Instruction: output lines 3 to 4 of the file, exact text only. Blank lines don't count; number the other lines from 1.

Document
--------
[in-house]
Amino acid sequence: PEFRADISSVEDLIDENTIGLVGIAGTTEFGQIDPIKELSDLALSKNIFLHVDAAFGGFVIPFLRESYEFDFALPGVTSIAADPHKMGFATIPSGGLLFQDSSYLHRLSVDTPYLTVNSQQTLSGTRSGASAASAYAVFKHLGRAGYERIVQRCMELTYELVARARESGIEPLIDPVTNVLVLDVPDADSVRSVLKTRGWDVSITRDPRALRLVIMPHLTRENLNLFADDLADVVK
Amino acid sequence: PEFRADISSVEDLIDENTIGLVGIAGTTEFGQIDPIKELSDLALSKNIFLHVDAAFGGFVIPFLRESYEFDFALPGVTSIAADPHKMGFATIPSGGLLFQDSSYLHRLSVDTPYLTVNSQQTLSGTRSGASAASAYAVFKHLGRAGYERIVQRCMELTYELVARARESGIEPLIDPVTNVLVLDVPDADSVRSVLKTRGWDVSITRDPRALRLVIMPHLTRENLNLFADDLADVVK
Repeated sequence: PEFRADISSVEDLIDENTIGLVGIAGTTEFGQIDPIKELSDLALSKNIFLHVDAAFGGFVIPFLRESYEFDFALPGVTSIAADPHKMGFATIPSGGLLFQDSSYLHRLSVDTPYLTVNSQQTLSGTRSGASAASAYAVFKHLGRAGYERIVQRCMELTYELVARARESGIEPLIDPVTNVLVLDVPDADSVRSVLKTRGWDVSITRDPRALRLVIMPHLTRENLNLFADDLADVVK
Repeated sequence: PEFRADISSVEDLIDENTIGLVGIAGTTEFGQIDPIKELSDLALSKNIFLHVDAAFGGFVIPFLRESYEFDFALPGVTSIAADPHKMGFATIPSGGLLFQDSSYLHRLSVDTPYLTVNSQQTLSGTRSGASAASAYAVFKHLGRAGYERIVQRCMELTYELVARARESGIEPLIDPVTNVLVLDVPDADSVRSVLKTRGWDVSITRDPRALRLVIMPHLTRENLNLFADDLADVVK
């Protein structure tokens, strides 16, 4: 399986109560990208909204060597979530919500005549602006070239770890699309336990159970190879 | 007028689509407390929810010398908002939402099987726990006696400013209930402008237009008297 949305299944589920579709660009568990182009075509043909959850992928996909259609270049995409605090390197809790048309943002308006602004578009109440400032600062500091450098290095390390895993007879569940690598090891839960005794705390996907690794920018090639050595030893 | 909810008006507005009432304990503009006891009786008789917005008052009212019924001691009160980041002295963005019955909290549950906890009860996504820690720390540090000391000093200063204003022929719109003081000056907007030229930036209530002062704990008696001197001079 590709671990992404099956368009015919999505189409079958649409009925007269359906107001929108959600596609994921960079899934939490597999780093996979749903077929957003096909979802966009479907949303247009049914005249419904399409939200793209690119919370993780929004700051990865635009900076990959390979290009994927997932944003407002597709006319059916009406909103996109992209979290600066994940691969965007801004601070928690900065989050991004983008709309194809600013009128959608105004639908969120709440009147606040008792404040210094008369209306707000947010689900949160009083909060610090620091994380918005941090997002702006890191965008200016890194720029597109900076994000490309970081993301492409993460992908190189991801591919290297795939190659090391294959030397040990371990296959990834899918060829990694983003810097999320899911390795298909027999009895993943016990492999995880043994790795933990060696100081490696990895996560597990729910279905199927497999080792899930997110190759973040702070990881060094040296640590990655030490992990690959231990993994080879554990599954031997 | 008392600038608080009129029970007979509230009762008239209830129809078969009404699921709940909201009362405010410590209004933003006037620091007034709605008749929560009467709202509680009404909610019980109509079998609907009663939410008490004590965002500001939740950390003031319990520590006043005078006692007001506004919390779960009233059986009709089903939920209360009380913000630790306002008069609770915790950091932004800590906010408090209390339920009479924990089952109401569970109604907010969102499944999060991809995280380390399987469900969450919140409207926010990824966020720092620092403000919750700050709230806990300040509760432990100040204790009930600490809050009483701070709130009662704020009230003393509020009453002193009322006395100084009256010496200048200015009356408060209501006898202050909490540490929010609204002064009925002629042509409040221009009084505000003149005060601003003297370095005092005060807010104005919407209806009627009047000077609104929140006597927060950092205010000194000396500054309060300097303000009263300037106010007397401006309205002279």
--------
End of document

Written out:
Amino acid sequence: PEFRADISSVEDLIDENTIGLVGIAGTTEFGQIDPIKELSDLALSKNIFLHVDAAFGGFVIPFLRESYEFDFALPGVTSIAADPHKMGFATIPSGGLLFQDSSYLHRLSVDTPYLTVNSQQTLSGTRSGASAASAYAVFKHLGRAGYERIVQRCMELTYELVARARESGIEPLIDPVTNVLVLDVPDADSVRSVLKTRGWDVSITRDPRALRLVIMPHLTRENLNLFADDLADVVK
Repeated sequence: PEFRADISSVEDLIDENTIGLVGIAGTTEFGQIDPIKELSDLALSKNIFLHVDAAFGGFVIPFLRESYEFDFALPGVTSIAADPHKMGFATIPSGGLLFQDSSYLHRLSVDTPYLTVNSQQTLSGTRSGASAASAYAVFKHLGRAGYERIVQRCMELTYELVARARESGIEPLIDPVTNVLVLDVPDADSVRSVLKTRGWDVSITRDPRALRLVIMPHLTRENLNLFADDLADVVK